Booming at the end of the Antrepo was Halil Altindere's Wonderland (2013), a large-scale film that sees young Roma kids rapping about their frustrations at having been forced out of Istanbul's Sulukule neighbourhood. It is suggested that this is due to gentrification. Many claimed this work to be a highlight, but its rap-video aesthetics felt a little too heavy-handed for this viewer. Altindere's attempt at merging provincial issues with mimetic nods to popular culture seemed confounding to me, as the connotations of mainstream rap culture (of violence, chauvinism, and racism) are arguably stereotypes the Roma community should be attempting to evade.
Across from Antrepo, at the Galata Greek Primary School, lay the figurative heart of Erdemci's biennial exhibition: a film about Istanbul poet Lâle Müldür (whose book Mom, Am I Barbarian? inspires the biennial's title), which follows the eccentric poet as she performs for the camera. This collaborative work, developed with Kaan Karacehennem and Franz Von Bodelschwingh, is a portrait of Müldür as she tries to enact her poetry into the form of a feature film, Violent Green (2013). The exhibition's catalogue reveals the poet's desire to foray into cinema; 'Yes, life is a long way while the cinema is guerilla warfare…it searches for the unhabitual philosophy of life and death, as well as the barbarity of the soul'.
The school also included emotional works by Basim Magdy, and a whimsical video by Annika Eriksson, I am the dog that was always here (loop) (2013). Here, the artist constructs a peripheral 'no man's land', focusing on the fictitious existence of stray dogs that have been forced out of the city due to processes of urban redevelopment.
The largest work at the Galata Greek Primary School was a collaborative project that could be found upon first entry to the school, but that could only be observed from above. Here, a closed pop-up space was developed as a discursive environment for different art students (who applied through an open call) to debate, work and perform. The project (for which I cannot seem to find the names of the artists involved) feels appropriate within the context of Erdemci's thesis, suggesting that a 'shared space' can be nurturing, generative and formational. Of course, the outcomes of such an initiative are yet to be revealed. Whether they should be shared is another matter entirely.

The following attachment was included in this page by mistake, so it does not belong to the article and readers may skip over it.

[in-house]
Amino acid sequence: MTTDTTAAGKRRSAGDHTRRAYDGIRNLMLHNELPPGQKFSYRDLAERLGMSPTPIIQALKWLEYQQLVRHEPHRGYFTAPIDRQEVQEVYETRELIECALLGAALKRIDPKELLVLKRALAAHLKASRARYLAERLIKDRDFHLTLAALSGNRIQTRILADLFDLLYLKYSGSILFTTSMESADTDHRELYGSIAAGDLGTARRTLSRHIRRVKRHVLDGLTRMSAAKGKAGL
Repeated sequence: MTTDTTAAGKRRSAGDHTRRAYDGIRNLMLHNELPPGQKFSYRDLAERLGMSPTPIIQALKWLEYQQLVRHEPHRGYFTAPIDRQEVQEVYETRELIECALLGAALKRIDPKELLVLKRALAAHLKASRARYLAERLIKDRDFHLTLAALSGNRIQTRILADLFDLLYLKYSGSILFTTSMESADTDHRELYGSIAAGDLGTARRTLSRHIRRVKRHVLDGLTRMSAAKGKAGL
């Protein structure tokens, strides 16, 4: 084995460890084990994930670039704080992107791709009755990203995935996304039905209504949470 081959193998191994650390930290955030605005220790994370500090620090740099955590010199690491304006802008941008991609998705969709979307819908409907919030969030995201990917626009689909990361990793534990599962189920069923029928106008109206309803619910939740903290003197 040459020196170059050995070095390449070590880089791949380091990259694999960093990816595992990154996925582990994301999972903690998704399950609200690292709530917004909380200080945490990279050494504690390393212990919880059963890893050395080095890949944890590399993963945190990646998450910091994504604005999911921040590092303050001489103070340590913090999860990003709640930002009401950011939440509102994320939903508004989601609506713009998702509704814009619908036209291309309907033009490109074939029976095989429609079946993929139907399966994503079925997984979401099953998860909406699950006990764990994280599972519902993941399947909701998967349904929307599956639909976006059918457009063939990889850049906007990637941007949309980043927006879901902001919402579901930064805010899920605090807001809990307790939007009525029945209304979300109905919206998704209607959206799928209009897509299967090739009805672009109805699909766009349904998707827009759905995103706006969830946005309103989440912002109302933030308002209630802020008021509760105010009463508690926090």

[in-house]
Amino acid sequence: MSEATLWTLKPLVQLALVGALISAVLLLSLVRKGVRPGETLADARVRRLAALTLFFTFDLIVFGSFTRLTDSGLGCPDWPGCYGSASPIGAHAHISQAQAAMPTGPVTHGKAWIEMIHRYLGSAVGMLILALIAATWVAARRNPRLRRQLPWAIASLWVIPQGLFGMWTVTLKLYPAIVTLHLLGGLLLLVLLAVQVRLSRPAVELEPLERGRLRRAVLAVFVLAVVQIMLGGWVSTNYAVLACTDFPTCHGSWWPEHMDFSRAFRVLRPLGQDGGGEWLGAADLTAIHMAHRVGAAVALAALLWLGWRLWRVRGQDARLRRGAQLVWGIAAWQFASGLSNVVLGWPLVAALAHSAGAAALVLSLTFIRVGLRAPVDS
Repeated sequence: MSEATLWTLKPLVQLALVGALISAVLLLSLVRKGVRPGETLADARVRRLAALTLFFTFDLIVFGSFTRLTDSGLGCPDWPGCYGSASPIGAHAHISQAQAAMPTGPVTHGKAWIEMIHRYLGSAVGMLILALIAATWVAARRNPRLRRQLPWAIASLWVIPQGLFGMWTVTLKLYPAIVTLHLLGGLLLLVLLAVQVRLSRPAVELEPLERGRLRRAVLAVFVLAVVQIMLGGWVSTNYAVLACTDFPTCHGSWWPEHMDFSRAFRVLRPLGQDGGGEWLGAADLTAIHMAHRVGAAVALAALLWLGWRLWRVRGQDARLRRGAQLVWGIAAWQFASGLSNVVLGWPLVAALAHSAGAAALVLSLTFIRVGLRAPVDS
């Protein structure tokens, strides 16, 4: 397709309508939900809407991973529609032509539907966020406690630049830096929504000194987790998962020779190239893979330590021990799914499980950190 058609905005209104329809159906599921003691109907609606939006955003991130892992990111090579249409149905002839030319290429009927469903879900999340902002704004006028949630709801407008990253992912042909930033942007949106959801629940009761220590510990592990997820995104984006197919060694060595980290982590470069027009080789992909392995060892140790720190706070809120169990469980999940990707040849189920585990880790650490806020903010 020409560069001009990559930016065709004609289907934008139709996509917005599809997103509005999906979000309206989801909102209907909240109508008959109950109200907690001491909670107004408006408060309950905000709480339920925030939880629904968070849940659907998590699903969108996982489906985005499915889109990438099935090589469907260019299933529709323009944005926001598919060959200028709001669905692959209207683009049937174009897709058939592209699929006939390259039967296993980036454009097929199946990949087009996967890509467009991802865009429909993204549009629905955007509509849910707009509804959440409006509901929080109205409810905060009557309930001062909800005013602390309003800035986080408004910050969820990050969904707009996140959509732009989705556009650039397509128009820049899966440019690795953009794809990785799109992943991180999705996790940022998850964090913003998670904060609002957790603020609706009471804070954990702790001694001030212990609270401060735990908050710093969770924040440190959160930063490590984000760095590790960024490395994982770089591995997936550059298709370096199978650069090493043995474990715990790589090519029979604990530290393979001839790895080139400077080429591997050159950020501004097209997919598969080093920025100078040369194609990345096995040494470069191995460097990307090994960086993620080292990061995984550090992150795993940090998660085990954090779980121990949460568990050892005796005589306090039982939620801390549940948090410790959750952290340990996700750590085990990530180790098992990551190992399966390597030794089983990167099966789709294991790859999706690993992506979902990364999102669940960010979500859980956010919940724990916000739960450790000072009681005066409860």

Other biennial venues included Arter and the 5533 project space. Significant contributions included works by Basel Abbas, Ruanne Abu Rahme's The Incidental Insurgents (2012-2013), Cinthia Marcelle's Confront (2005), and Maxime Hourani's durational project, which sees him constructing a book of songs and places over the course of the biennial.
Although it may impossible to extricate from the day-to-day disruption of Istanbul's civil society, looked at it on its own, the 13th Istanbul Biennial can be read as an imperfect but complementary proposal to the global biennial discourse. dOCUMENTA(13), the 11th Sharjah Biennial, the 7th Berlin Biennial, La Triennale: Intense Proximity, the 55th Venice Biennial, and now the 13th Istanbul Biennial, all share common threads in their construction. Collectively, these exhibitions propose and argue for new approaches to exhibition making. Core to all of these is a desire to decenter exhibitions from the rigid canon of art making, such as the regional/national borders that inform artist selection, and the formal, aesthetic and theoretical tropes, which inform artist projects. Looked at together, they propose that culture as a field is far too hyperlinked, intertwined and networked to exist in a vacuum, and instead must lend itself to being subsumed by other forms. Still, with the intense oversaturation of this very culture, we start to notice mimetic trends in the canon of large-scale exhibition making. To me, the 13th Istanbul Biennial feels like it should – indeed, must – be the final segment in this global biennial/quadrennial chapter, and leaves us with the urgent question: where do we go from here?